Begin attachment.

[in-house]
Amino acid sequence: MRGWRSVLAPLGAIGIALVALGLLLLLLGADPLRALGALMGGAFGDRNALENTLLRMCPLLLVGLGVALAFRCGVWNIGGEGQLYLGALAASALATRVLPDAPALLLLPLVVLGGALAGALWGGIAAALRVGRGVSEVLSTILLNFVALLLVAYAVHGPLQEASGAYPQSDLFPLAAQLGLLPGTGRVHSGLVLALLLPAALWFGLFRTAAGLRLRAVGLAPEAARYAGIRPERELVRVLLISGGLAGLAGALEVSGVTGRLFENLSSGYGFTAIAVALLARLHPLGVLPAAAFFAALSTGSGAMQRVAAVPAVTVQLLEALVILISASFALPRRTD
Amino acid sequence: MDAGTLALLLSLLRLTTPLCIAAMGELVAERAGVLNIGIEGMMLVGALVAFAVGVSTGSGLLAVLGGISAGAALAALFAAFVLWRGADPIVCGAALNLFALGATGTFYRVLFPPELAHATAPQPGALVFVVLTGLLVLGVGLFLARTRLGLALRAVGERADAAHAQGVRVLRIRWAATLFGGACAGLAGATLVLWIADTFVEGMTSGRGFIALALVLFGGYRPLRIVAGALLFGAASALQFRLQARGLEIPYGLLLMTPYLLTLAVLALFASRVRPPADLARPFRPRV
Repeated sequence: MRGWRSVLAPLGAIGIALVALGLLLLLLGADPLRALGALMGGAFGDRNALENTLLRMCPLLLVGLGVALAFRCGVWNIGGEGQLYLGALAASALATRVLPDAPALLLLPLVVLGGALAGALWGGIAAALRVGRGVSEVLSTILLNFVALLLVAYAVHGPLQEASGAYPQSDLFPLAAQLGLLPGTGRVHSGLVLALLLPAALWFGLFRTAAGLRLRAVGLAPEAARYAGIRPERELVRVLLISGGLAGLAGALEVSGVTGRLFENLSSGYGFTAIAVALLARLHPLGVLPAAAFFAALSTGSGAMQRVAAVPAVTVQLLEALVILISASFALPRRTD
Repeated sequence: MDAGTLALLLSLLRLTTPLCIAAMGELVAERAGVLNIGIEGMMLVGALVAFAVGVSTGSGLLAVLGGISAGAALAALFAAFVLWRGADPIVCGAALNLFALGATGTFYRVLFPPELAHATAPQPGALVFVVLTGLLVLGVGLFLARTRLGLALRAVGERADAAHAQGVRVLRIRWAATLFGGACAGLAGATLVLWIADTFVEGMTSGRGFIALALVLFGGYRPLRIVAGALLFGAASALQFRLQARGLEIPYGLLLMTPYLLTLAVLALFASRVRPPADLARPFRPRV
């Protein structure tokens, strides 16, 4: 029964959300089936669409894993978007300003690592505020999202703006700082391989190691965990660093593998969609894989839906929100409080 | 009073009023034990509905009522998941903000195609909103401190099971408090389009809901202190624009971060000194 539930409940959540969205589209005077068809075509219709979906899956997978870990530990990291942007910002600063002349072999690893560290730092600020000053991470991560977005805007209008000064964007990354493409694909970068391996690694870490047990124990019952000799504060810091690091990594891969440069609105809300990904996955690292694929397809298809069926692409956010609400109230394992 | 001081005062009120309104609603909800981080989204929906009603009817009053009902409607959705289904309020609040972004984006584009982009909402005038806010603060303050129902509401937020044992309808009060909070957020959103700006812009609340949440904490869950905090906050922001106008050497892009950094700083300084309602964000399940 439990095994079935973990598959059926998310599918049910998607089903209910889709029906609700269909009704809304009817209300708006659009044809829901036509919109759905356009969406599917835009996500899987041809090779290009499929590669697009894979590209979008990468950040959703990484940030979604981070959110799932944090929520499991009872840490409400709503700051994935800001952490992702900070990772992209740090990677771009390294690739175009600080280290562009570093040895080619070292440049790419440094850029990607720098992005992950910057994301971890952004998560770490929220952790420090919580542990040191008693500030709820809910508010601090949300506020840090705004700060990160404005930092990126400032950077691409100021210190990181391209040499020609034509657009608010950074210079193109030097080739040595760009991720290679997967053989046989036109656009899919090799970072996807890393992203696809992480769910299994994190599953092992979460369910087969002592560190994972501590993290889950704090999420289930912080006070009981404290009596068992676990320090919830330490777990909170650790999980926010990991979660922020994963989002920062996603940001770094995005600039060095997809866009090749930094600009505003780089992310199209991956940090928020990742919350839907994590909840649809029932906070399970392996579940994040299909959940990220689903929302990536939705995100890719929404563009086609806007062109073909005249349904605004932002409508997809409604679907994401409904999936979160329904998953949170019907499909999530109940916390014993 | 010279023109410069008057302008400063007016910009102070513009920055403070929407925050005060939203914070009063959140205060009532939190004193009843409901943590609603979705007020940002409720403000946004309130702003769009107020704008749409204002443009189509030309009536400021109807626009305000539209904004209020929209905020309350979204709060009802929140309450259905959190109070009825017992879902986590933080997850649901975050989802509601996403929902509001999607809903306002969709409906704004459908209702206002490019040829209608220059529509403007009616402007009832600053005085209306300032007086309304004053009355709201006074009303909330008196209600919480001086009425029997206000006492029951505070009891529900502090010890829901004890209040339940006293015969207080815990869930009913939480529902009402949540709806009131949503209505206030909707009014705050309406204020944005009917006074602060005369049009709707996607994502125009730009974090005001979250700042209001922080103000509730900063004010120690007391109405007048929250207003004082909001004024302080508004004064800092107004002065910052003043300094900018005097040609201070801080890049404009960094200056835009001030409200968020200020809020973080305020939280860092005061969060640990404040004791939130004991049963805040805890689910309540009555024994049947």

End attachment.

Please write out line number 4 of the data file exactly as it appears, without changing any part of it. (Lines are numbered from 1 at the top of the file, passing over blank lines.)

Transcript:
Repeated sequence: MRGWRSVLAPLGAIGIALVALGLLLLLLGADPLRALGALMGGAFGDRNALENTLLRMCPLLLVGLGVALAFRCGVWNIGGEGQLYLGALAASALATRVLPDAPALLLLPLVVLGGALAGALWGGIAAALRVGRGVSEVLSTILLNFVALLLVAYAVHGPLQEASGAYPQSDLFPLAAQLGLLPGTGRVHSGLVLALLLPAALWFGLFRTAAGLRLRAVGLAPEAARYAGIRPERELVRVLLISGGLAGLAGALEVSGVTGRLFENLSSGYGFTAIAVALLARLHPLGVLPAAAFFAALSTGSGAMQRVAAVPAVTVQLLEALVILISASFALPRRTD